The trumpet, or some ancestral form of the trumpet, has existed nearly as long as civilization itself. Despite its long history, however, the trumpet's solo repertoire remained limited and relatively unvaried until the second half of the twentieth century. Like most music, the American trumpet sonatas from the 1950s are a reflection of the culture and history surrounding their composition. The purpose of this research is to show how the trumpet sonatas by George Antheil, Kent Kennan, Halsey Stevens, and Burnet Tuthill are both distinctly American and unmistakably from the 1950s. The post-war era in America is often viewed as a time of unbridled optimism stemming from economic prosperity and the nation's military and industrial supremacy. The decade of the 1950s is often viewed today as a simpler, happier time in America's history. The trumpet sonatas of this era reflect this primarily in their ebullient rhythms and brilliant, often heroic melodies. However, darker characteristics of the decade (the rise of communism, for example) also make veiled appearances in these four sonatas. After an overview of the social and musical trends of the decade, the central chapter of the work delineates formal, thematic, and tonal structures of each of the four sonatas and their constituent movements. Highlighted throughout the analyses are similarities between the pieces, especially intervallic structures, motivic rhythms, and melodic construction. The final chapter discusses these similarities further and integrates them into 1950s American history and culture.
Toward a Critical Edition of Gordon Jacob's William Byrd Suite: A Comparison of Extant Editions with The Fitzwilliam Virginal Book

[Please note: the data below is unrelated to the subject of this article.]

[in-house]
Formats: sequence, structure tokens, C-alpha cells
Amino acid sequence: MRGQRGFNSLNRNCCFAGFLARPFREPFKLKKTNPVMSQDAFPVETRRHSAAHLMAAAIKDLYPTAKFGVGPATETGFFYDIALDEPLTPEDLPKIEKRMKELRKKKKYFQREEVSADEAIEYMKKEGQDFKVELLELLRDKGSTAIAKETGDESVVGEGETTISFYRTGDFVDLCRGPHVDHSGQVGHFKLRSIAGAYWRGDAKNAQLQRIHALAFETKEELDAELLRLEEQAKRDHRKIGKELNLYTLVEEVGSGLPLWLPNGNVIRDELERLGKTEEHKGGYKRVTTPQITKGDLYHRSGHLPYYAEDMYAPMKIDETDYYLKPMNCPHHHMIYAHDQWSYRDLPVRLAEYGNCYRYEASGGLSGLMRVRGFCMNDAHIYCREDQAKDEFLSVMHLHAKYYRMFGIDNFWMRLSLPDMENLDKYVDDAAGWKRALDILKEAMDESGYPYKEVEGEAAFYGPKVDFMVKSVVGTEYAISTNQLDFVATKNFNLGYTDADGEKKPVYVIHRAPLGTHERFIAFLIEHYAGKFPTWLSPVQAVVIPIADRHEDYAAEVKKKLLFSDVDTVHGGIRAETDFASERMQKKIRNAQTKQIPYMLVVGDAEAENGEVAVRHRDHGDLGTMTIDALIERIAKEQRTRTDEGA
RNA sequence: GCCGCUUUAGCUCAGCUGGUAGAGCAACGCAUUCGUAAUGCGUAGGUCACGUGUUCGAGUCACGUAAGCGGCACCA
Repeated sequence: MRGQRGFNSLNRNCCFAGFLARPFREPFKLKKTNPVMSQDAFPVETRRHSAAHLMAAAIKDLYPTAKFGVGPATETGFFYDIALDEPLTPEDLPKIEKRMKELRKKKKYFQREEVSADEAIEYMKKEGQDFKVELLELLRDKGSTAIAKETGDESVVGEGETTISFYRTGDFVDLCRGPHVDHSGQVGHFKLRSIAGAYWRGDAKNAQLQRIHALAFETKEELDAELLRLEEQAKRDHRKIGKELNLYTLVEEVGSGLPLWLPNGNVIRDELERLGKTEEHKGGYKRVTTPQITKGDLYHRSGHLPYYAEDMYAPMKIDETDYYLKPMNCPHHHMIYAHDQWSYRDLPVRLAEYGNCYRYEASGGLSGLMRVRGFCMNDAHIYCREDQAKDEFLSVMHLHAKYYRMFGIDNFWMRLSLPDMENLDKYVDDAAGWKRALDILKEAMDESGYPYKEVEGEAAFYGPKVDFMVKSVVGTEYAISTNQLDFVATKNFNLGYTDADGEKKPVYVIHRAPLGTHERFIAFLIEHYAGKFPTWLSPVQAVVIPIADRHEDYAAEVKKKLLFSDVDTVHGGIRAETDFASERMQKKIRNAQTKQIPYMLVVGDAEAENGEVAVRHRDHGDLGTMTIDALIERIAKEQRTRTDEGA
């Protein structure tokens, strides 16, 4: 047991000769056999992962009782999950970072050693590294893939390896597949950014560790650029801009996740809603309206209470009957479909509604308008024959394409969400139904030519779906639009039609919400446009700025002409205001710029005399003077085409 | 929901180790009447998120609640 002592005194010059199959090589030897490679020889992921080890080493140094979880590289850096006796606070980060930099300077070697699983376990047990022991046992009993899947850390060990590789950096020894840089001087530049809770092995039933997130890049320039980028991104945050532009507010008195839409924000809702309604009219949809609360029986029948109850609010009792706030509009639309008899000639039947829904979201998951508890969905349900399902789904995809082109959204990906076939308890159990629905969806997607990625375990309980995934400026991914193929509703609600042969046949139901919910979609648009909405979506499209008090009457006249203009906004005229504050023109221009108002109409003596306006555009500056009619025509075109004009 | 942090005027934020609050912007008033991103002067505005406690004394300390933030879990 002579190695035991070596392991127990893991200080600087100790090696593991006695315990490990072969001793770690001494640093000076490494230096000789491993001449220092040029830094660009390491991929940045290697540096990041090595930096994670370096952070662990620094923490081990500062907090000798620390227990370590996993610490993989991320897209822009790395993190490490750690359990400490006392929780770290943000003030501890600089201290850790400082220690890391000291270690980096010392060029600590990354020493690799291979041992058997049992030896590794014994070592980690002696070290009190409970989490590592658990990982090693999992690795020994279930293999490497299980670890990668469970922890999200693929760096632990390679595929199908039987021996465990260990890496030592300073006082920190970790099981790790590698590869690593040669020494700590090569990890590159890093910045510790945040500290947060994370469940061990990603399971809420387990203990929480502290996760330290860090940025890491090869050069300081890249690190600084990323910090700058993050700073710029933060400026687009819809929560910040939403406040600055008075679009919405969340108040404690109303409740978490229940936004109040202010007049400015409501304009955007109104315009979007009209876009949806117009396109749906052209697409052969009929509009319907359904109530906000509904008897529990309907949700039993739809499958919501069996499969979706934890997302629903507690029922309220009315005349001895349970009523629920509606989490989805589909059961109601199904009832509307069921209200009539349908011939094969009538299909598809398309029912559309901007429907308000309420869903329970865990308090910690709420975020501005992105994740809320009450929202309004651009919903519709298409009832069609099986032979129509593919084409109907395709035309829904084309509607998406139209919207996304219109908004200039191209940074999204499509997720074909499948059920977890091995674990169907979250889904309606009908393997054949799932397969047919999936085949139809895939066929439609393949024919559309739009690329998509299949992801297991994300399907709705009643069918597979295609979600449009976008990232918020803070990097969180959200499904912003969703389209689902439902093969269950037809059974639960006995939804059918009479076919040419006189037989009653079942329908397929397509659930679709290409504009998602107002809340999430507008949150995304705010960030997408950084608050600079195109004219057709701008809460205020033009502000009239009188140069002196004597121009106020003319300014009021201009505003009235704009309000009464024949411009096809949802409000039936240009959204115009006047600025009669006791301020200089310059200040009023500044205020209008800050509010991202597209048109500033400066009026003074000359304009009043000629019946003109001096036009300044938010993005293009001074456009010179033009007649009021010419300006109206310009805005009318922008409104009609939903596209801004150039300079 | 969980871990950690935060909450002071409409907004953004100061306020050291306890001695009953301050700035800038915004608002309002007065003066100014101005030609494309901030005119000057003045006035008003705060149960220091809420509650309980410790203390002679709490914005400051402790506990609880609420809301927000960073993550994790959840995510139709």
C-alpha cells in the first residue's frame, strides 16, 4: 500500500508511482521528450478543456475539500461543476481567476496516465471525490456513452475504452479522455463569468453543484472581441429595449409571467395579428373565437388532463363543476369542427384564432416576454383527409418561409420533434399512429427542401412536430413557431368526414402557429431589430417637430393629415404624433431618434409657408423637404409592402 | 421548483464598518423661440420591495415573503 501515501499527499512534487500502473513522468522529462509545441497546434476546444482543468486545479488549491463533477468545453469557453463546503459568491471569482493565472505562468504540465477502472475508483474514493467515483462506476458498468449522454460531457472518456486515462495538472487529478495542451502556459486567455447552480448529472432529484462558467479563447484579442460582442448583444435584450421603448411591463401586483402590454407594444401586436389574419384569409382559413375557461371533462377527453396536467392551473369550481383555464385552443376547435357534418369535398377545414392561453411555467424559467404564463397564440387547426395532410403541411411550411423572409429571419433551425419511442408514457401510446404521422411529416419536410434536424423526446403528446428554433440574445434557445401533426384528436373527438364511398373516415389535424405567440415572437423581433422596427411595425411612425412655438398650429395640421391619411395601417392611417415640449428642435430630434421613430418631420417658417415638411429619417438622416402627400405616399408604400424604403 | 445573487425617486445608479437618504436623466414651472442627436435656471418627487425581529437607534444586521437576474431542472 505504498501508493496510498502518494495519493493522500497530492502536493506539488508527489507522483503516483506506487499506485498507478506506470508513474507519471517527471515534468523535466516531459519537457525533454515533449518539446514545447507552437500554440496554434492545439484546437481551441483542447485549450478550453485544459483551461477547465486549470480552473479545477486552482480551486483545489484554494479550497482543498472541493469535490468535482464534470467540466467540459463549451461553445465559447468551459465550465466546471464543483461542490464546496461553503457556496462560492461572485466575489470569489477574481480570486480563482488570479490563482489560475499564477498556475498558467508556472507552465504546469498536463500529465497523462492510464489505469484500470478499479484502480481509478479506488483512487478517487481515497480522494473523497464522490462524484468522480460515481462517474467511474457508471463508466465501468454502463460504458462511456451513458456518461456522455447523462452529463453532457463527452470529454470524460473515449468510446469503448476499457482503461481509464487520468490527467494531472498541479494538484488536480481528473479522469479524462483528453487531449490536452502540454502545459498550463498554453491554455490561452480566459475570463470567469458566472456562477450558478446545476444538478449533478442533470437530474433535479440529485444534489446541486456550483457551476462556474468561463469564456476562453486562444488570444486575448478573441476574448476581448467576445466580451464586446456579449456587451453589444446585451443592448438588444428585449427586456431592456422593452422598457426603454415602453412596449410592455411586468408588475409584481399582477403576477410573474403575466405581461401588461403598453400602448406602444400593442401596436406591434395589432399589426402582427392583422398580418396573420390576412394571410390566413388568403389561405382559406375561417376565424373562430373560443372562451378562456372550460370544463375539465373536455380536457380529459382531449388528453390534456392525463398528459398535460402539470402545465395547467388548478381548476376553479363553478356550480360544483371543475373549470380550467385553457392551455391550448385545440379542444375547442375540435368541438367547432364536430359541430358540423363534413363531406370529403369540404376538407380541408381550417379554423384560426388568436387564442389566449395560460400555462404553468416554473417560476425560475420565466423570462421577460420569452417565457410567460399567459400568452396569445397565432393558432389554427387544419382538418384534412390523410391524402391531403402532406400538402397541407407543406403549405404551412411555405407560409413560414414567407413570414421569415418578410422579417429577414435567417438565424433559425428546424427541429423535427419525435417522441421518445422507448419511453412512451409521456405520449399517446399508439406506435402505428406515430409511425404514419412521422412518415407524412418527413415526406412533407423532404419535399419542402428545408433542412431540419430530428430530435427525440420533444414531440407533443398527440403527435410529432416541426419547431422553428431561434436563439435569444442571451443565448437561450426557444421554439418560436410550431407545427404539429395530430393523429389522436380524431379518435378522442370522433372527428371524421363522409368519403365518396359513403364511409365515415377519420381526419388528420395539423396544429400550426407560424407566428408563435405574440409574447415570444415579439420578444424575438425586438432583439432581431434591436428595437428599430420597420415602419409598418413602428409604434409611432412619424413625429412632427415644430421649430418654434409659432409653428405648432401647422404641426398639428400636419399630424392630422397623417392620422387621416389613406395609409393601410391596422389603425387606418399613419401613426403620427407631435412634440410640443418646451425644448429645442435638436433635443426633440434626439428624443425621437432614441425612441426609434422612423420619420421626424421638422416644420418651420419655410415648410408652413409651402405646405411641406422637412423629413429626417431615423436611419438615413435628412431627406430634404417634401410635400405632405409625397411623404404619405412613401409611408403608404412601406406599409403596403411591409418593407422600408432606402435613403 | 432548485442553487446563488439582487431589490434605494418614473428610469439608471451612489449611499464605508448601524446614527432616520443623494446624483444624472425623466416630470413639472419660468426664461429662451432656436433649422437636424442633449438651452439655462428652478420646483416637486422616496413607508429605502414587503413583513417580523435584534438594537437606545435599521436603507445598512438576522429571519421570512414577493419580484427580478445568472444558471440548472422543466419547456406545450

Despite being recognized as one of the most important compositions in the twentieth¬ century wind band repertoire, the William Byrd Suite presents many obstacles for the conductor and ensemble members. Since its initial publication in 1924, the piece has contained many discrepancies of pitch, articulation, rhythm, dynamics, and phrase completion that appear in the score as well as the parts. Although the work was reissued by Boosey & Hawkes in 1960 and 1991, many of the original errors remained intact. The sheer amount of inconsistencies causes great difficulties for the musicians involved in the rehearsal process, slowing efficiency and resulting in a frustrating impediment to a quality performance. The primary purpose of this study was the creation of a critical edition of Jacob's William Byrd Suite that eliminates errors of extant editions, incorporates modern instrumentation, and considers the source material. To accomplish this, the present project looks at all sources, including the autograph manuscript, orchestral version, published editions, and errata. The editorial process examines the governing philosophy, subsequent editorial decisions and indications, and the final organization of the parts. The study concludes with the inclusion of the full score of the new critical edition.